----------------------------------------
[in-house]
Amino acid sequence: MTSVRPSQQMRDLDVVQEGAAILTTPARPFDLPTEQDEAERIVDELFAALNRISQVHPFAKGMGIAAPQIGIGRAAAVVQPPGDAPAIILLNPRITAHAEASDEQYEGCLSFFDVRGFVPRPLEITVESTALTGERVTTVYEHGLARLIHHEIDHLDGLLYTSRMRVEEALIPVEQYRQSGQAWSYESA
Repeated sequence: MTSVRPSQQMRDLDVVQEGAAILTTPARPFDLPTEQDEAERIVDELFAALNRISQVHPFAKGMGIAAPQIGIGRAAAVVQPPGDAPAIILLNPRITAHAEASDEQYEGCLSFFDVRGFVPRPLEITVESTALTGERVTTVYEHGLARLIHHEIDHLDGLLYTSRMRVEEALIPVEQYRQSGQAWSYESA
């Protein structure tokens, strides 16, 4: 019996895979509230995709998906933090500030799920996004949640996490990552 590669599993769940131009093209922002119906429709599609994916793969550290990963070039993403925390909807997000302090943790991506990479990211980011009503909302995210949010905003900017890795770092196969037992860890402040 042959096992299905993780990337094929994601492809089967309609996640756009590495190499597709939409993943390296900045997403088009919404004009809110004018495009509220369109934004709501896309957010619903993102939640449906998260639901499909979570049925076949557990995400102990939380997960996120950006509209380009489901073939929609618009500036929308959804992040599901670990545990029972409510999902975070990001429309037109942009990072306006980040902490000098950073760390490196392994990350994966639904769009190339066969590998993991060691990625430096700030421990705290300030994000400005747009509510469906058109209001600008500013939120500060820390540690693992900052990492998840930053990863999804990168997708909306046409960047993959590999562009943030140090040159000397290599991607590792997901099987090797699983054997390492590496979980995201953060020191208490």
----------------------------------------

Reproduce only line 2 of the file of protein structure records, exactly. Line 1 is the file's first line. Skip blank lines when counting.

Amino acid sequence: MTSVRPSQQMRDLDVVQEGAAILTTPARPFDLPTEQDEAERIVDELFAALNRISQVHPFAKGMGIAAPQIGIGRAAAVVQPPGDAPAIILLNPRITAHAEASDEQYEGCLSFFDVRGFVPRPLEITVESTALTGERVTTVYEHGLARLIHHEIDHLDGLLYTSRMRVEEALIPVEQYRQSGQAWSYESA